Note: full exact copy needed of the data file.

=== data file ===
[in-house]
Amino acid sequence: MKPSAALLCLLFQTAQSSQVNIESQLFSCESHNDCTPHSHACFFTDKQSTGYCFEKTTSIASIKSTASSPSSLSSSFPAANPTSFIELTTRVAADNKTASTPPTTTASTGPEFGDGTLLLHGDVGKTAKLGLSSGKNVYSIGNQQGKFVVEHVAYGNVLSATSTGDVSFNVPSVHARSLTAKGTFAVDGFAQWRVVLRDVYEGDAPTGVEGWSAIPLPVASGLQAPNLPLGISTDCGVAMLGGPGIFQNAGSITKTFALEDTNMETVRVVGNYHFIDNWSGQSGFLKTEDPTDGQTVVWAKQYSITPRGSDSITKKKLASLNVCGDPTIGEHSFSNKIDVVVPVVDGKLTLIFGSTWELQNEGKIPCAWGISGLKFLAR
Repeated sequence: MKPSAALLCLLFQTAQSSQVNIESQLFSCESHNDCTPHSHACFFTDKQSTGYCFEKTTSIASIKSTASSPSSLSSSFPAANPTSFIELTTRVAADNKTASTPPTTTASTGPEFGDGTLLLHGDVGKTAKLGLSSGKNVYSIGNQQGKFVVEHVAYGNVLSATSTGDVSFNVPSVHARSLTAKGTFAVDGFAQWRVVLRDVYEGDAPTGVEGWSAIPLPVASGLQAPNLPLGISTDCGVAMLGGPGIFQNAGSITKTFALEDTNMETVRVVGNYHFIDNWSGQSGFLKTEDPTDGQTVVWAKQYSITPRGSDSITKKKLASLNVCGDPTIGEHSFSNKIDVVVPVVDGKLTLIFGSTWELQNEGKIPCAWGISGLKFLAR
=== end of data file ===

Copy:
[in-house]
Amino acid sequence: MKPSAALLCLLFQTAQSSQVNIESQLFSCESHNDCTPHSHACFFTDKQSTGYCFEKTTSIASIKSTASSPSSLSSSFPAANPTSFIELTTRVAADNKTASTPPTTTASTGPEFGDGTLLLHGDVGKTAKLGLSSGKNVYSIGNQQGKFVVEHVAYGNVLSATSTGDVSFNVPSVHARSLTAKGTFAVDGFAQWRVVLRDVYEGDAPTGVEGWSAIPLPVASGLQAPNLPLGISTDCGVAMLGGPGIFQNAGSITKTFALEDTNMETVRVVGNYHFIDNWSGQSGFLKTEDPTDGQTVVWAKQYSITPRGSDSITKKKLASLNVCGDPTIGEHSFSNKIDVVVPVVDGKLTLIFGSTWELQNEGKIPCAWGISGLKFLAR
Repeated sequence: MKPSAALLCLLFQTAQSSQVNIESQLFSCESHNDCTPHSHACFFTDKQSTGYCFEKTTSIASIKSTASSPSSLSSSFPAANPTSFIELTTRVAADNKTASTPPTTTASTGPEFGDGTLLLHGDVGKTAKLGLSSGKNVYSIGNQQGKFVVEHVAYGNVLSATSTGDVSFNVPSVHARSLTAKGTFAVDGFAQWRVVLRDVYEGDAPTGVEGWSAIPLPVASGLQAPNLPLGISTDCGVAMLGGPGIFQNAGSITKTFALEDTNMETVRVVGNYHFIDNWSGQSGFLKTEDPTDGQTVVWAKQYSITPRGSDSITKKKLASLNVCGDPTIGEHSFSNKIDVVVPVVDGKLTLIFGSTWELQNEGKIPCAWGISGLKFLAR